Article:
Spencer writes :”That Nature in its production of the several kinds of crea∣tures, should (as if they were all stampt with one common seal) give them forth in such equal and similar figures and proportions, is a more just object of wonder, then to see the natural Archeus sometimes to play the bungler, and to leave its work (in some parts thereof) rude and mishapen. That the Earth should generally be delivered of the many vapours and winds within its bowels, without the pangs and throws of an earthquake; and that all the host of Heaven should marchJoel 2. 7, 8.every one on his way, and not break their ranks, neither thrust one another, but walk every one on his path (to borrow the language of the Prophet)Excedit profectò omnia miracula, ul∣lum diem fu isse in quo non cuncta confla∣grarent. Plin. Hist. Nat. l. 2. c. 107. are prodigies beyond an Earthquake, New star, or monster sometime discovered to the world, and therefore more justly chosen to be the constant instances of the divine Wisdom and Power; and to see some strange fires breaking forth (sometimes) from the caverns of the earth, is so much beneath wonder, that Pliny tells us, it exceeds all wonder, that there should be any day wherein all the things in the world (so pregnant with fiery principles) do not break forth into one mighty flame, and lay the world in ashes.Now then what sober Reason can warrant us to conclude any necessary and natural occurrences the prophetick signs of Events”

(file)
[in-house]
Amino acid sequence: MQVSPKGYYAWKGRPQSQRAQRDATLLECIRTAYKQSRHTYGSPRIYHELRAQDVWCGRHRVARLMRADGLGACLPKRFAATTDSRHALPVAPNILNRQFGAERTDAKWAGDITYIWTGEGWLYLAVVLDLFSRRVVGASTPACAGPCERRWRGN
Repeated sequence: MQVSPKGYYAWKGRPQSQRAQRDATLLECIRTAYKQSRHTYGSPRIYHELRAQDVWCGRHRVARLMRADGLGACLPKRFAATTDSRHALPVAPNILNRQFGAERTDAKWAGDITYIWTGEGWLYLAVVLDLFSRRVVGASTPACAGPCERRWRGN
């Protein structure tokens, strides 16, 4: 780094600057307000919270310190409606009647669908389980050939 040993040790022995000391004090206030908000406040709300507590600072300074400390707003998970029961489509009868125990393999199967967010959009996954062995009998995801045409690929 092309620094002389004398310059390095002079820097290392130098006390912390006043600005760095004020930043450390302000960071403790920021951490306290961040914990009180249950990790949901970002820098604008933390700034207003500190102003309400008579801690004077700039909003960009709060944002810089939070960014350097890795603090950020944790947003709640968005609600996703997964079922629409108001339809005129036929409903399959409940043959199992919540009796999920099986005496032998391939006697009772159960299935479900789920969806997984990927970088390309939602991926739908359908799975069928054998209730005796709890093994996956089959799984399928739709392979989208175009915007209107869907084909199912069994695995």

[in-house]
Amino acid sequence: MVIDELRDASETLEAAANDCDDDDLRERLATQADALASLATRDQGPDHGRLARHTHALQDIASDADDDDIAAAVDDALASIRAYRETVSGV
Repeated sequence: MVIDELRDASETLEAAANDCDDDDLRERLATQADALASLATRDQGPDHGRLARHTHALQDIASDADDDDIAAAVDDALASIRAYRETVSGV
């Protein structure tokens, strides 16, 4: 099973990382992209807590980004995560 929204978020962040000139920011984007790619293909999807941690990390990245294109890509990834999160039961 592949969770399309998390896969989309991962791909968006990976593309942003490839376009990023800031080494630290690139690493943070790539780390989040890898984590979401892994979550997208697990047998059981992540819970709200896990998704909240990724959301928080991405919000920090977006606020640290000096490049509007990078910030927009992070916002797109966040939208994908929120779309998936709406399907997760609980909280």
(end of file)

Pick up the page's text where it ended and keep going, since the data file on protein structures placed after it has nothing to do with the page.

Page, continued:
“John Spencer, master of Corpus Christi College, Cambridge, and author of ‘De Legibus DSC_0118Hebraeorum,’ was a native of Bocton, near Bleane, Kent, where he was baptized on 31 October 1630. He was educated at the King’s School, Canterbury, became king’s scholar there, and was admitted to a scholarship of Archbishop Parker’s foundation in Corpus Christi College, Cambridge, on 25 March 1645. He graduated B.A. in 1648, M.A. in 1652, B.D. in 1659, and D.D. in 1665. After taking holy orders he became a university preacher, served the cures first of Saint Giles and then of Saint Benedict, Cambridge, and on 23 July 1667 was instituted to the rectory of Landbeach, Cambridgeshire, which he resigned in 1683 in favor of his nephew and curate, William Spencer. On 3 August 1667 he was unanimously elected master of Corpus Christi College, and he governed that society for twenty-six years. He contributed verses to the Cambridge university Collection on the death of Henrietta Maria, queen dowager, in 1669. He was appointed a prebendary to the first stall at Ely in February 1671/2, and served the office of vice-chancellor of the university in the academic year 1673, during which he delivered a speech addressed to the Duke of Monmouth on his installation as chancellor of the university. He was admitted on the presentation of the king, to the archdeaconry of Sudbury in the church of Norwich on 5 September 1677; and was instituted to the deanery of Ely on 9 September 1677. He died on 27 May 1693, and was buried in the college chapel, where a monument with a Latin inscription was erected to his memory. He married Hannah, daughter of Isaac Puller, and sister of Timothy Puller. She died leaving one daughter (Elizabeth) and one son (John).